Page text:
Oh no, it’s nothing like it. Not even remotely. I’d originally planned to spend most of this book with the vordreth and uh, that didn’t happen (although we do visit a different race). But those aren’t the most important parts of a book like this, which, in my opinion will always be the relationships and people. From that point of view, I think The House Of Always comes through swimmingly (if you’ll pardon the pun).

Also, this version has 200% more pirates, so automatically a win.

The Ruin Of Kings, The Name Of All Things, and The Memory Of Souls were all epic fantasy tales. But in the interview we did for Memory [which you can read by clicking here], you said that book was even more of an epic fantasy. Where does The House Of Always fall?

Weirdly, there’s quite a bit of horror in this one. It’s very much a case where everyone is locked inside a house haunted by ghosts picking them off one by one. Which was planned before the pandemic hit, by the way, so it’s just an odd bit of serendipity that everything is so claustrophobic.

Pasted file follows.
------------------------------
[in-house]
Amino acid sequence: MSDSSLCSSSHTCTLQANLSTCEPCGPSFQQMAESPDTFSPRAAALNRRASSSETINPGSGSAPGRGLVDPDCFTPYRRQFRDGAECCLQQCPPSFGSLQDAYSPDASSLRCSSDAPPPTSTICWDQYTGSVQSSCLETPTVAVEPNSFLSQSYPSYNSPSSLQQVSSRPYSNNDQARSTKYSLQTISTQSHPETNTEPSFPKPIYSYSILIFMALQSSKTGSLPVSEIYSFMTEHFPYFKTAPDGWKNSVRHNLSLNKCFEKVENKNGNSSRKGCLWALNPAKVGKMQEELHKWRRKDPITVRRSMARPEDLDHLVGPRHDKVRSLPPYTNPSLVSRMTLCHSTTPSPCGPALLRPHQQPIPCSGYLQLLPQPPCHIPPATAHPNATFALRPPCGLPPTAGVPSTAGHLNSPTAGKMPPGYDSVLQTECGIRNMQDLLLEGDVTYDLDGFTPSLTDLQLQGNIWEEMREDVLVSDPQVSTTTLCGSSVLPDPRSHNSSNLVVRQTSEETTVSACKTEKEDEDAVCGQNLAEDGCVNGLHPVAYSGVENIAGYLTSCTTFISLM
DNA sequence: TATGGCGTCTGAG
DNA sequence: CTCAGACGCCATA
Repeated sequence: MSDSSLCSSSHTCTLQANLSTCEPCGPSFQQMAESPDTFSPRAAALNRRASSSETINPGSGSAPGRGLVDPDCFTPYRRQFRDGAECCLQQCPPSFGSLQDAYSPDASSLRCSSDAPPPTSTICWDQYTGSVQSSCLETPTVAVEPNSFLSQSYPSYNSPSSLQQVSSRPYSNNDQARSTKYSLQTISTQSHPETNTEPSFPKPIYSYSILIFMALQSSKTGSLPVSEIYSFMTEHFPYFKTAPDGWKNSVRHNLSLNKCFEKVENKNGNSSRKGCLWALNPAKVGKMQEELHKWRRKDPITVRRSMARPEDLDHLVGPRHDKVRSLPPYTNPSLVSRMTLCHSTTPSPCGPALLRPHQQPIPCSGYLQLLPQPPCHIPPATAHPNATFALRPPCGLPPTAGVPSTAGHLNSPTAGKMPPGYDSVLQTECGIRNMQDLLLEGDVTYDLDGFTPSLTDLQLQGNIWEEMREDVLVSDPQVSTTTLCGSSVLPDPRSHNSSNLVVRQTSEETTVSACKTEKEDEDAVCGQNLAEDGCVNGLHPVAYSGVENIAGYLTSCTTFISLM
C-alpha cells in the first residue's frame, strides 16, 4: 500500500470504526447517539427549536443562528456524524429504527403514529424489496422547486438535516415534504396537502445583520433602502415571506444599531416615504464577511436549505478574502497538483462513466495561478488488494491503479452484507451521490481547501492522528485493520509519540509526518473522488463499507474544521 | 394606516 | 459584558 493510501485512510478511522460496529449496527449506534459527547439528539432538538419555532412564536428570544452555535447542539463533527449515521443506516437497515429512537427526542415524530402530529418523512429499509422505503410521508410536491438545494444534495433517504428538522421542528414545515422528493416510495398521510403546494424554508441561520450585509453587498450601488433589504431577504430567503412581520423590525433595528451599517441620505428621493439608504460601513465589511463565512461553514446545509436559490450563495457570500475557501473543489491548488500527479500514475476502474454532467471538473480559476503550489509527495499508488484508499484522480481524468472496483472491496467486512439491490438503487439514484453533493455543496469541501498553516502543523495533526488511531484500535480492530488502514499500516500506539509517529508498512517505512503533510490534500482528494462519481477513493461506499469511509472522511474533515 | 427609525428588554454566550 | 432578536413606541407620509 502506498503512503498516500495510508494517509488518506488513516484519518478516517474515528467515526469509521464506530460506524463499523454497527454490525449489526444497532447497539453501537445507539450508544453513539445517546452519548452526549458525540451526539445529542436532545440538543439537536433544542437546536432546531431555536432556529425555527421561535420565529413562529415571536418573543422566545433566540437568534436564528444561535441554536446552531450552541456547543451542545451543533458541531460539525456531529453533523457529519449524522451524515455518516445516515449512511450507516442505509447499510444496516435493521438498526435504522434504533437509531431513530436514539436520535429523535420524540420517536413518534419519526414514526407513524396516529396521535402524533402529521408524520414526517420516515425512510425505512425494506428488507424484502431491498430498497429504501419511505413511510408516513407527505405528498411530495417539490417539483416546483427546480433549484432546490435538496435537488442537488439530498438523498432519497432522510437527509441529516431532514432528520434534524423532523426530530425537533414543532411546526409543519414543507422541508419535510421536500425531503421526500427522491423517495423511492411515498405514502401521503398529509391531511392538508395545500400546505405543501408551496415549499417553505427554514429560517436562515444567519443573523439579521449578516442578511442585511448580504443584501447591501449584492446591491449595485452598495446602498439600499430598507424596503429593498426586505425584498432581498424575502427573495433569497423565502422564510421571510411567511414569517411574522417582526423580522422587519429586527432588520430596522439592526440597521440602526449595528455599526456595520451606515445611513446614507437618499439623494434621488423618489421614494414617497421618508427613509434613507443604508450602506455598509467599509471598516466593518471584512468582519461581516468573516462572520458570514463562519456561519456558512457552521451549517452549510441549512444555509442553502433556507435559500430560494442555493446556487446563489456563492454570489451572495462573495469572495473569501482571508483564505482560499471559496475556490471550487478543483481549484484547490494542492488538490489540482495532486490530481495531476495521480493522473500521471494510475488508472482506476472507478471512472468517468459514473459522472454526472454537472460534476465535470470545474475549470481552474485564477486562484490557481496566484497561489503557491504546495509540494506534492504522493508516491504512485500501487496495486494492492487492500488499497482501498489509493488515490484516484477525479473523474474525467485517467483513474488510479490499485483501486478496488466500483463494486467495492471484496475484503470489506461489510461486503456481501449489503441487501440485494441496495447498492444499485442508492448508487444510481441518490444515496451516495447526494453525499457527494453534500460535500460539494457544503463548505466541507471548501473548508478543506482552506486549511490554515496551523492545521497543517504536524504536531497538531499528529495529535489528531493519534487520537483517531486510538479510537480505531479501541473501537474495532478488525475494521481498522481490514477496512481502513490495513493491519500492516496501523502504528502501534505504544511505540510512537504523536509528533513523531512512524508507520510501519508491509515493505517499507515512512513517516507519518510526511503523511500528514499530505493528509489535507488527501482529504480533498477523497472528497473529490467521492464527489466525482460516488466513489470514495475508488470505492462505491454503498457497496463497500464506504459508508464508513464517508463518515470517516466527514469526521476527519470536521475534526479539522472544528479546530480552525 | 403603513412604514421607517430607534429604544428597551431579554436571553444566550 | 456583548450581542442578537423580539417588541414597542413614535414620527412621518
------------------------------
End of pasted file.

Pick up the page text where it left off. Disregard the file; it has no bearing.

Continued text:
Are there any writers or specific stories that had a big influence on The House Of Always but not on The Ruin Of Kings, The Name Of All Things, and The Memory Of Souls?

Hmm. I was going to talk about Fred Saberhagen’s Empire Of The East and Book Of Swords series, but those really had an impact on the entire series, and not just this book.

How about non-literary influences; was The House Of Always influenced by any movies, TV shows, or games?

Not directly, but I’d be lying if I said that writing a book about a dozen people locked inside a lighthouse while I myself was locked inside my house because of the pandemic didn’t have an impact. I also realized mid-way that I’d created a scenario in which comparisons to Pirates Of The Caribbean were almost guaranteed — ironic, because I wasn’t trying for that, but sometimes you just have to go where the undead pirates lead you. There’s also a hat-tip to The Mummy, and that mandatory Hamilton Easter egg is still there.

As we discussed in the interview we did for The Ruin Of Kings [which you can read by clicking here], you worked for Electronic Arts on such games as Lord Of The Rings: Conquest and The Saboteur before becoming an author, and that part of Ruin was especially game-y. Is there anything particularly game-y in The House Of Always?

Hmm, that’s a hard one to answer without spoiling anything. Let’s just say that a healthy chunk of the book is set in a very video game worthy location: someone’s mind. That’s a classic of video games.

You also worked as a graphic artist and illustrator. Was that for EA as well?